In the time of Jesus, the Jewish religion placed many obligations or requirements on the Jews. These obligations, or commandments, came from the Mosaic law and the teachings of the Hebrew prophets. Jesus tried to make religion simple and understandable by explaining that there were only two basic commandments from God.
Jesus said that these two commandments were, “You shall love the Lord your God with all your heart, with all your soul, and with all your mind. This is the great and first commandment. And the second is like it, You shall love your neighbor as yourself. On these two commandments depend all of the law and the prophets” (Matthew 22:36-40).
Jesus explained what “love your neighbor” means in the parable of the good Samaritan. Love for your neighbor means to not cause human suffering and to not be indifferent to human suffering. It means to be compassionate and try to relieve human suffering whenever possible. Jesus defined “neighbor” as everyone, even those we consider our “enemies.”
It is easy to understand how we can “love our neighbor.” But what does it mean to “love God?” What does the word “God” mean?
Since the life we have, as individuals, came to us through no decision or action of our own, we know that life comes from some Source beyond ourselves. In ancient religions, the original Source of life or the One who created the world was viewed as the “ruler” of the world.
In paternalistic cultures, this “ruler” of the world was viewed in the male gender and called “God.” In maternalistic cultures, this “ruler ” of the world was viewed in the female gender and called “Goddess.” This is why some religions worship a “God” and others worship a “Goddess.” The words “God” and “Goddess” both mean “ruler.”
In the Jewish culture, which was paternalistic, the “ruler of the world” was viewed in the male gender as a “King” or “Lord.” Jesus referred to God as “Our Father who is in heaven.” Jesus used the term “kingdom” of God to refer to wherever God’s “rules” or commandments were obeyed. [I will discuss the meaning of the “kingdom of God” in another essay.)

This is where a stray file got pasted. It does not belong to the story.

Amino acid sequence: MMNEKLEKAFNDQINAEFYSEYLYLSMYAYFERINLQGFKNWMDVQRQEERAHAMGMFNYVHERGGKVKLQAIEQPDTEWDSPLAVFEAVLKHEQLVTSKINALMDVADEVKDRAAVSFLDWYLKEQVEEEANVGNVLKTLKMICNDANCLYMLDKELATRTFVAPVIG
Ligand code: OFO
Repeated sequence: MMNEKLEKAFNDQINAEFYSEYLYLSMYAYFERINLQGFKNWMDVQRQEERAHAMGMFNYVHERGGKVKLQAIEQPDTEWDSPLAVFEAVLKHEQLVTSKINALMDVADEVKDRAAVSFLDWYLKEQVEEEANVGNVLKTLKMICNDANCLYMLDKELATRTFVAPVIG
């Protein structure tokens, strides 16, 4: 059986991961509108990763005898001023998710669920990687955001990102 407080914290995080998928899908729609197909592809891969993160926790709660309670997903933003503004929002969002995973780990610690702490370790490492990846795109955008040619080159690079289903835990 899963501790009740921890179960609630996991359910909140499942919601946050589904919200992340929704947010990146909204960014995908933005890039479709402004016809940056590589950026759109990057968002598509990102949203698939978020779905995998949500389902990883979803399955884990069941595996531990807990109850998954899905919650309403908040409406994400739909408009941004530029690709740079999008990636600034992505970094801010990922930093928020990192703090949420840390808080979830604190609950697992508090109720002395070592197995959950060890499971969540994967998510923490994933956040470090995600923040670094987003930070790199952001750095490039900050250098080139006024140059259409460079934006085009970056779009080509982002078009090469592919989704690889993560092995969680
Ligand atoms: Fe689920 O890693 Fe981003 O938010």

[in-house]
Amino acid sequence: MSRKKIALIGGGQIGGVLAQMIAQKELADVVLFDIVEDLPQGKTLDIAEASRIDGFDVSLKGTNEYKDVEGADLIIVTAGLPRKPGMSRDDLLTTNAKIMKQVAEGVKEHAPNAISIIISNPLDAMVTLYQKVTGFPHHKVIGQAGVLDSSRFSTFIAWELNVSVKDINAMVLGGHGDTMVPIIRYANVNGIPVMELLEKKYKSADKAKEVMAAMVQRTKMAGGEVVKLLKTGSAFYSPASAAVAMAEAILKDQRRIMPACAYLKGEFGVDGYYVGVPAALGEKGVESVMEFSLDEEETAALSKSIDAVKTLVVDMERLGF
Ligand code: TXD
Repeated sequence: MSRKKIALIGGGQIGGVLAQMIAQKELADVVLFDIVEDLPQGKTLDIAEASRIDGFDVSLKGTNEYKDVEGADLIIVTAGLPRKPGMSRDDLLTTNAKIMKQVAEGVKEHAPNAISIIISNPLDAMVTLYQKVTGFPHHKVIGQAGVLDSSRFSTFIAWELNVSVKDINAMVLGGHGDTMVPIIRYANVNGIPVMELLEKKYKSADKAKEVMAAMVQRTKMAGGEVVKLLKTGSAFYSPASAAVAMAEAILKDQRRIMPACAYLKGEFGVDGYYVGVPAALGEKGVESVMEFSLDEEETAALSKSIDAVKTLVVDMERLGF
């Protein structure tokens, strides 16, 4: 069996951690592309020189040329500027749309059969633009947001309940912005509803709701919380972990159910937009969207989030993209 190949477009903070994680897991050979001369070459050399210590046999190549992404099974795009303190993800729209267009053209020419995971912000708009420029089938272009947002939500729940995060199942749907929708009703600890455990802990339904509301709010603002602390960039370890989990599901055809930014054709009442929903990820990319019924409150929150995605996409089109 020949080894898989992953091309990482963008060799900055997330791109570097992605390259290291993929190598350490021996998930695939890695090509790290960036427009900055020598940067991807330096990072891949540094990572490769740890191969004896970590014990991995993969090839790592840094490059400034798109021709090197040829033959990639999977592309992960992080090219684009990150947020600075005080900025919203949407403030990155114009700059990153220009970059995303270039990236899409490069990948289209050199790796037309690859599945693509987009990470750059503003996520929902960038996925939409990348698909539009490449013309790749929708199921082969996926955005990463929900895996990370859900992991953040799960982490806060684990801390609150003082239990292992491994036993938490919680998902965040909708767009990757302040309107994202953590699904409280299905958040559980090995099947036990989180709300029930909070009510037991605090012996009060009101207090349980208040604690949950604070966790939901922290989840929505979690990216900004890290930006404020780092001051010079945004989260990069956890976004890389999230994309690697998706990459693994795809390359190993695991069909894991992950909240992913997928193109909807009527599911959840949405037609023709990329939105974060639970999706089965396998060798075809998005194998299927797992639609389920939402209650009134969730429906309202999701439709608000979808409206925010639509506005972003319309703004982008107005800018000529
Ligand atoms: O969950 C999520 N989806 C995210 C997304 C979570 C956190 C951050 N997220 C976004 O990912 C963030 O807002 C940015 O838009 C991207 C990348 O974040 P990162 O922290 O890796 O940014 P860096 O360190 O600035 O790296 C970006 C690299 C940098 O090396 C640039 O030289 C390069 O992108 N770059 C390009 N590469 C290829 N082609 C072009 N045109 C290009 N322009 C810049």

We may refer to the creator and ruler of the world as “God,” “Lord,” “Goddess,” “Father,” or any other term but we should always remember that these are human terms that should not be taken literally. The Source of life is beyond description. For my purposes, I will use the word “God” and I will refer to the “reign of God” as the “kingdom of God.”
Now back to the question: What does it mean to “love God?”
The word “love” means to “appreciate” or “respect.” How can we show our respect for God?
Jesus answers this question in his parable of the “talents.” The word “talent” refers to an amount of money. So I call this the “Parable of the Money” (Matthew 25:14-30), as follows:
“For it will be as when a man going on a journey called his servants and entrusted to them his property; to one he gave five talents, to another two, to another one, to each according to his ability. Then he went away.
“He who had received the five talents went at once and traded with them; and he made five talents more. So too, he who had the two talents made two talents more. But he who had received the one talent went and dug in the ground and hid his master’s money.
Now after a long time the master of those servants came and settled accounts with them. And he who had received the five talents came forward, bringing five talents more, saying, ‘Master, you delivered to me five talents; here I have made five talents more.’ His master said to him,’Well done, good and faithful servant; you have been faithful over a little, I will set you over much; enter into the joy of your master.’